Wednesday, August 1, 2018

Going Downhill: The Pem-Pah, Part 1.

[In a remarkably short period of time, Roberick Bertrum Litte's already haphazard subscalanean office/dormitory has become even more disheveled. With no one to man the half-door to the utility closet during Litte's extended archaeology leave (all two days of it so far), its discount stationery and other discreet acquisitions have been ransacked by his usual customers. For the most part they haven't intended to disturb his personal effects, but when the wooden board nailed to the half-door was bumped into during an entry, the makeshift desk was nearly torn free, and all of its contents scattered across the minority of the floor which was not already taken up by shelves and a bed. While many papers have been looked over for "thesis seeds" by desperate freshmen, this sheaf of unpublished papers is the only one which has been read through with any amount of interest so far.]

"It is the well-known law both domestically and inter-communally that the possession of this volume of taboo metals and gemstones is strictly forbidden. You are fortunate I am not also charging you with intent to smuggle or sell."
- Ortej Tella, customs officer of Quibgyal Commune.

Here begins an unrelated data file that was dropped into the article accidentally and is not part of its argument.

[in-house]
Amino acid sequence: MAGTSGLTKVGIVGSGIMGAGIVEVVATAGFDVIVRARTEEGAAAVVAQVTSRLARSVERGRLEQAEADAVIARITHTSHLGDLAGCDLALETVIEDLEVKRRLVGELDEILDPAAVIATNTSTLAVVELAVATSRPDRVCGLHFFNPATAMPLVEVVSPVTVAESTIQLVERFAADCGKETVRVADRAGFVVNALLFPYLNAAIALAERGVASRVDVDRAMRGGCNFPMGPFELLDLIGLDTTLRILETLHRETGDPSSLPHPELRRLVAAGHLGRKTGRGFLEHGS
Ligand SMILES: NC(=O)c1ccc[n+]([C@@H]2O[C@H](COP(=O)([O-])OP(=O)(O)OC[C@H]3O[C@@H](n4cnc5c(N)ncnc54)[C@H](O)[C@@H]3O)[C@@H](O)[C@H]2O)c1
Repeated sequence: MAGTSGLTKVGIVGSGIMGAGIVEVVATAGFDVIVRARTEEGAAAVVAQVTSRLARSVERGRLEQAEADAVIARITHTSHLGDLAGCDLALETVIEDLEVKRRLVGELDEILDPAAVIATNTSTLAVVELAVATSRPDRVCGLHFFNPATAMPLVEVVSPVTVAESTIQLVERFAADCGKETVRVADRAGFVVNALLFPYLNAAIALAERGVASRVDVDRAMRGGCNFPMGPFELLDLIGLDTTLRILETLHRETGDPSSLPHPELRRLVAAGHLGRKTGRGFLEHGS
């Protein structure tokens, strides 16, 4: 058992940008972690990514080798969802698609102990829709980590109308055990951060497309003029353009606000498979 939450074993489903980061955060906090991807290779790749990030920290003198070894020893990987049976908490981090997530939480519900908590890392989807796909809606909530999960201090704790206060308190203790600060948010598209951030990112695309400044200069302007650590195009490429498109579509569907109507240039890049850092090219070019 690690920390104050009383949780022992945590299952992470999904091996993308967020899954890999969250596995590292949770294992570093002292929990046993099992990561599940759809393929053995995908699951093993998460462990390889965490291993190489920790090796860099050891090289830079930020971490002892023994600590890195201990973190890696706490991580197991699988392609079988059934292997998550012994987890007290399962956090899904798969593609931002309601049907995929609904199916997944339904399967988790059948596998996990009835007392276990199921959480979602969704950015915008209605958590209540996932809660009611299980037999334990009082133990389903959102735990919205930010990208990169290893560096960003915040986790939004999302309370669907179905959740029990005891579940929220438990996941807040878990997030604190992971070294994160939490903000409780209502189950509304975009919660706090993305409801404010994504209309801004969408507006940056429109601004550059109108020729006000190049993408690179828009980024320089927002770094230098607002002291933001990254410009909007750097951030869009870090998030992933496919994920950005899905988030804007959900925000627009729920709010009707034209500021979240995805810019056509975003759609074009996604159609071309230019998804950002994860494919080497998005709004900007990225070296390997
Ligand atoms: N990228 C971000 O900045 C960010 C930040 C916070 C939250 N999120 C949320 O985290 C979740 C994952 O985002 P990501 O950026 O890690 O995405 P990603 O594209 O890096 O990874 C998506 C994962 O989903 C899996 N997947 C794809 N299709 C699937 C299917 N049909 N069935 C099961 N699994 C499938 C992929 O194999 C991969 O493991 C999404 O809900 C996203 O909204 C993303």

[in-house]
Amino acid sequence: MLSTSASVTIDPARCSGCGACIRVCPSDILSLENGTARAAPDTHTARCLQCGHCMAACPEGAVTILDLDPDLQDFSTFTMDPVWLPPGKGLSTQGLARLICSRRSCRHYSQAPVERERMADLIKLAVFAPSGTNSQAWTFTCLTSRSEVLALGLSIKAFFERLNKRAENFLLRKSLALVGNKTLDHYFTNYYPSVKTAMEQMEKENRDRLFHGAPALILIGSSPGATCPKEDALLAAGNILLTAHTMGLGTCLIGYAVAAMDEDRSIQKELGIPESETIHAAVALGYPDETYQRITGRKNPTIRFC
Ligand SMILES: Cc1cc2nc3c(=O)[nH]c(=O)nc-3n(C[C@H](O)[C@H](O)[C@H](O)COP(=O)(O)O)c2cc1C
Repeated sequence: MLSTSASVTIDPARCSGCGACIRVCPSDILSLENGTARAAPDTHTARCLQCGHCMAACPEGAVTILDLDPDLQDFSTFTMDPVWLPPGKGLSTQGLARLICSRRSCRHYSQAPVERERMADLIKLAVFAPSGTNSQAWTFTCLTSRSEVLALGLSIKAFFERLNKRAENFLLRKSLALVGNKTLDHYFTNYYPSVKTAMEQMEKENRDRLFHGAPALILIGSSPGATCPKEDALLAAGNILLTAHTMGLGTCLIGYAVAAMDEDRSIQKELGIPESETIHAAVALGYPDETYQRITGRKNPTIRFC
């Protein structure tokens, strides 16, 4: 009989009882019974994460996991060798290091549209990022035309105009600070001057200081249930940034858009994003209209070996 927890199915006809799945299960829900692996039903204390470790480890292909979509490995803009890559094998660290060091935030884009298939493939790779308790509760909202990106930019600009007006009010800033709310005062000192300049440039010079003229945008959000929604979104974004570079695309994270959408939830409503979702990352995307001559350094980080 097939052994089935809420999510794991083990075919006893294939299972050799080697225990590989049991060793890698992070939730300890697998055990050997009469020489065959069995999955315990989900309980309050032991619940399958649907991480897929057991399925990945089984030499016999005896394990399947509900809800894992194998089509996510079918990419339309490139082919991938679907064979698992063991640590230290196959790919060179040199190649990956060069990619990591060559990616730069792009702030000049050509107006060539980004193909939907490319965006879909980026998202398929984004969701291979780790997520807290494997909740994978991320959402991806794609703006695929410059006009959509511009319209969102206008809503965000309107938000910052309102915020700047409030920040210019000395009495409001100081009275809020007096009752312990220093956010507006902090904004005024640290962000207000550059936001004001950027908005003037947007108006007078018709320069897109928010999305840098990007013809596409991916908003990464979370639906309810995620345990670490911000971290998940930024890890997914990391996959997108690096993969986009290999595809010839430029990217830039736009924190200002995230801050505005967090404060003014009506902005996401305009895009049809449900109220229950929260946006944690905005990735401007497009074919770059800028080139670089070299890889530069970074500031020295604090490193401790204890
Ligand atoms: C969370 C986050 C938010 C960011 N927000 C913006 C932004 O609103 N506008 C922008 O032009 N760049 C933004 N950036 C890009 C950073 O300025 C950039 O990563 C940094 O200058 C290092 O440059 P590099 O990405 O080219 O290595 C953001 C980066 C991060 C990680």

"N-Now tarry just a moment! Surely you know that the laws also state that a provision is made for the cultural folkways of all ethnic lowland-folk! And I'll have you know my grandmother was one quarter full-blooded Pem-Mih!"
- Junral Chyok, amateur peddler, clueless to the fact that Ortej was a matrilineal cousin of his.

It would be entirely remiss of me to suggest that the Pach-Pah community¹ is limited only to their ancestral mountains as well as a handful of border towns on the slopes to their north. Their ancient history was filled with pioneering folk, as well as those whose bravery and soaring imagination brought them down from the peaks of their birth. This led to the ethnogenisis of many inspired peoples who continue to exist in some capacity to this very day, not least of which among them being the Pem-Pah.

Pem-Pah is an exonym of highland origin, meaning "the people who went downhill to water". This is quite an apt description of the group's migration and eventual settlement along the southwestern coast. However, in everyday speech in their native dialect, the people known as the Pem-Pah refer to themselves simply as "the people". For the purpose of keeping the two groups distinct in my writing, I will continue to use the term Pem-Pah.

At some point in prehistory a group of people from the Pach-Pah Yul began to migrate away from the valleys and watered slopes of the mountain chain's interior, moving outward in successive waves toward the west and south. Eventually these waves of settlers pushed past the borders of the mountain range and the hills at its feet, into the lowlands and coastal regions bordering on the western sea. The highest concentration of people during these last settlement waves seemed to be in and around the Khaitom-po, a massive body of water fed by several rivers which has been described variously as a bay, estuary, or brackish-water lake.